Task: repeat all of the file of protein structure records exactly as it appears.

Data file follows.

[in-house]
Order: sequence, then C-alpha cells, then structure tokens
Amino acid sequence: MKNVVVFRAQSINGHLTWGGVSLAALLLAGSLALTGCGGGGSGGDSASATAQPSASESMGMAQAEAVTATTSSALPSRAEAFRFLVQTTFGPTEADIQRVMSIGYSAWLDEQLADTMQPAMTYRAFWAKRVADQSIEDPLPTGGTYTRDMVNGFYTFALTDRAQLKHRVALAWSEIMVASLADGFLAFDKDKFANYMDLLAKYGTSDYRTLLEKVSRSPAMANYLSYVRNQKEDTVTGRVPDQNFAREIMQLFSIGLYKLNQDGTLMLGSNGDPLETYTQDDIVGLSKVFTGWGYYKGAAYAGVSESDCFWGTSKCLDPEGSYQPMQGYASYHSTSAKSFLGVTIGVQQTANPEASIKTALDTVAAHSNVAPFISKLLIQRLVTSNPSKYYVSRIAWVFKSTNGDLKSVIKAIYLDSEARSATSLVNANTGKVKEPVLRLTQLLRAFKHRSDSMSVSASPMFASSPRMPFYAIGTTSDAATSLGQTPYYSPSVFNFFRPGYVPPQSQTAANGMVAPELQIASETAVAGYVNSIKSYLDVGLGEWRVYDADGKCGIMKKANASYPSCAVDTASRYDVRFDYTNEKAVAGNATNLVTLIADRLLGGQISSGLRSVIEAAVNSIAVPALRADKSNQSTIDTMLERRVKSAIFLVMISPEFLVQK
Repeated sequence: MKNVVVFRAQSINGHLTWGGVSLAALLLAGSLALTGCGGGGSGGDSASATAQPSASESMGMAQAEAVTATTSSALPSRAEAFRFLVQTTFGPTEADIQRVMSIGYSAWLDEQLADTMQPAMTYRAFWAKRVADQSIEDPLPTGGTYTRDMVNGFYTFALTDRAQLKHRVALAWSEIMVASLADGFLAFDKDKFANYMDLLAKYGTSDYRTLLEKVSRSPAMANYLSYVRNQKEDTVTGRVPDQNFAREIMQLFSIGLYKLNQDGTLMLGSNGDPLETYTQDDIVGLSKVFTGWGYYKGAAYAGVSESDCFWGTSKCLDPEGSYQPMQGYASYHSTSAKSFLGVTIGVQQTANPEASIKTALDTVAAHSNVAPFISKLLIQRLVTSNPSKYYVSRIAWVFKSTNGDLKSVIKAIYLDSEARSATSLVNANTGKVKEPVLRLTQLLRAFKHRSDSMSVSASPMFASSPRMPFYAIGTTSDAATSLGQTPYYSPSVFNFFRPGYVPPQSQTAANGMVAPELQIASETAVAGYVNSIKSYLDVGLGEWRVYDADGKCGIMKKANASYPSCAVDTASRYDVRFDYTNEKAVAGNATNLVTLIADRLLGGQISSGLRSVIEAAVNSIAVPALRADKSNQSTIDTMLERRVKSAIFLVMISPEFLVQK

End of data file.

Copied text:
[in-house]
Order: sequence, then C-alpha cells, then structure tokens
Amino acid sequence: MKNVVVFRAQSINGHLTWGGVSLAALLLAGSLALTGCGGGGSGGDSASATAQPSASESMGMAQAEAVTATTSSALPSRAEAFRFLVQTTFGPTEADIQRVMSIGYSAWLDEQLADTMQPAMTYRAFWAKRVADQSIEDPLPTGGTYTRDMVNGFYTFALTDRAQLKHRVALAWSEIMVASLADGFLAFDKDKFANYMDLLAKYGTSDYRTLLEKVSRSPAMANYLSYVRNQKEDTVTGRVPDQNFAREIMQLFSIGLYKLNQDGTLMLGSNGDPLETYTQDDIVGLSKVFTGWGYYKGAAYAGVSESDCFWGTSKCLDPEGSYQPMQGYASYHSTSAKSFLGVTIGVQQTANPEASIKTALDTVAAHSNVAPFISKLLIQRLVTSNPSKYYVSRIAWVFKSTNGDLKSVIKAIYLDSEARSATSLVNANTGKVKEPVLRLTQLLRAFKHRSDSMSVSASPMFASSPRMPFYAIGTTSDAATSLGQTPYYSPSVFNFFRPGYVPPQSQTAANGMVAPELQIASETAVAGYVNSIKSYLDVGLGEWRVYDADGKCGIMKKANASYPSCAVDTASRYDVRFDYTNEKAVAGNATNLVTLIADRLLGGQISSGLRSVIEAAVNSIAVPALRADKSNQSTIDTMLERRVKSAIFLVMISPEFLVQK
Repeated sequence: MKNVVVFRAQSINGHLTWGGVSLAALLLAGSLALTGCGGGGSGGDSASATAQPSASESMGMAQAEAVTATTSSALPSRAEAFRFLVQTTFGPTEADIQRVMSIGYSAWLDEQLADTMQPAMTYRAFWAKRVADQSIEDPLPTGGTYTRDMVNGFYTFALTDRAQLKHRVALAWSEIMVASLADGFLAFDKDKFANYMDLLAKYGTSDYRTLLEKVSRSPAMANYLSYVRNQKEDTVTGRVPDQNFAREIMQLFSIGLYKLNQDGTLMLGSNGDPLETYTQDDIVGLSKVFTGWGYYKGAAYAGVSESDCFWGTSKCLDPEGSYQPMQGYASYHSTSAKSFLGVTIGVQQTANPEASIKTALDTVAAHSNVAPFISKLLIQRLVTSNPSKYYVSRIAWVFKSTNGDLKSVIKAIYLDSEARSATSLVNANTGKVKEPVLRLTQLLRAFKHRSDSMSVSASPMFASSPRMPFYAIGTTSDAATSLGQTPYYSPSVFNFFRPGYVPPQSQTAANGMVAPELQIASETAVAGYVNSIKSYLDVGLGEWRVYDADGKCGIMKKANASYPSCAVDTASRYDVRFDYTNEKAVAGNATNLVTLIADRLLGGQISSGLRSVIEAAVNSIAVPALRADKSNQSTIDTMLERRVKSAIFLVMISPEFLVQK